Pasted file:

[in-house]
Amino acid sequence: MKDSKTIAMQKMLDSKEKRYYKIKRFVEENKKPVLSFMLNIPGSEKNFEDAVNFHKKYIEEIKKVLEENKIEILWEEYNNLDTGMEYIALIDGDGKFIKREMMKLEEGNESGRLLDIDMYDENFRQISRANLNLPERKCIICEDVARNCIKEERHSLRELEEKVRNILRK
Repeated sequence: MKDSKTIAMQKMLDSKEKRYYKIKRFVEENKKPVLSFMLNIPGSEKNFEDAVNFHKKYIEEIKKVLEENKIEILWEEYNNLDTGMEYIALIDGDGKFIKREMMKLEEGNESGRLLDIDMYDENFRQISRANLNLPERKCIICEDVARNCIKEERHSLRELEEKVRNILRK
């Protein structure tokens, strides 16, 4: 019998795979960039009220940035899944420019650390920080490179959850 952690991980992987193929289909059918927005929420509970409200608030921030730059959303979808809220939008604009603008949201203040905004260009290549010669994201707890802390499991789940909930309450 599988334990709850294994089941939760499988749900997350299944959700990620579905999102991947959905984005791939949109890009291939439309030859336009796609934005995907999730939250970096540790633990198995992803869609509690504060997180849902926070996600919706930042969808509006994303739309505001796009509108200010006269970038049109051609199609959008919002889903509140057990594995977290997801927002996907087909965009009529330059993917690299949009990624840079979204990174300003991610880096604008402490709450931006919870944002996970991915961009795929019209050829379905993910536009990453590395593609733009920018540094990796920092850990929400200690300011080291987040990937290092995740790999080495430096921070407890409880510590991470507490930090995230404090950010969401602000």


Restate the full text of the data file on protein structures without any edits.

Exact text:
[in-house]
Amino acid sequence: MKDSKTIAMQKMLDSKEKRYYKIKRFVEENKKPVLSFMLNIPGSEKNFEDAVNFHKKYIEEIKKVLEENKIEILWEEYNNLDTGMEYIALIDGDGKFIKREMMKLEEGNESGRLLDIDMYDENFRQISRANLNLPERKCIICEDVARNCIKEERHSLRELEEKVRNILRK
Repeated sequence: MKDSKTIAMQKMLDSKEKRYYKIKRFVEENKKPVLSFMLNIPGSEKNFEDAVNFHKKYIEEIKKVLEENKIEILWEEYNNLDTGMEYIALIDGDGKFIKREMMKLEEGNESGRLLDIDMYDENFRQISRANLNLPERKCIICEDVARNCIKEERHSLRELEEKVRNILRK
């Protein structure tokens, strides 16, 4: 019998795979960039009220940035899944420019650390920080490179959850 952690991980992987193929289909059918927005929420509970409200608030921030730059959303979808809220939008604009603008949201203040905004260009290549010669994201707890802390499991789940909930309450 599988334990709850294994089941939760499988749900997350299944959700990620579905999102991947959905984005791939949109890009291939439309030859336009796609934005995907999730939250970096540790633990198995992803869609509690504060997180849902926070996600919706930042969808509006994303739309505001796009509108200010006269970038049109051609199609959008919002889903509140057990594995977290997801927002996907087909965009009529330059993917690299949009990624840079979204990174300003991610880096604008402490709450931006919870944002996970991915961009795929019209050829379905993910536009990453590395593609733009920018540094990796920092850990929400200690300011080291987040990937290092995740790999080495430096921070407890409880510590991470507490930090995230404090950010969401602000």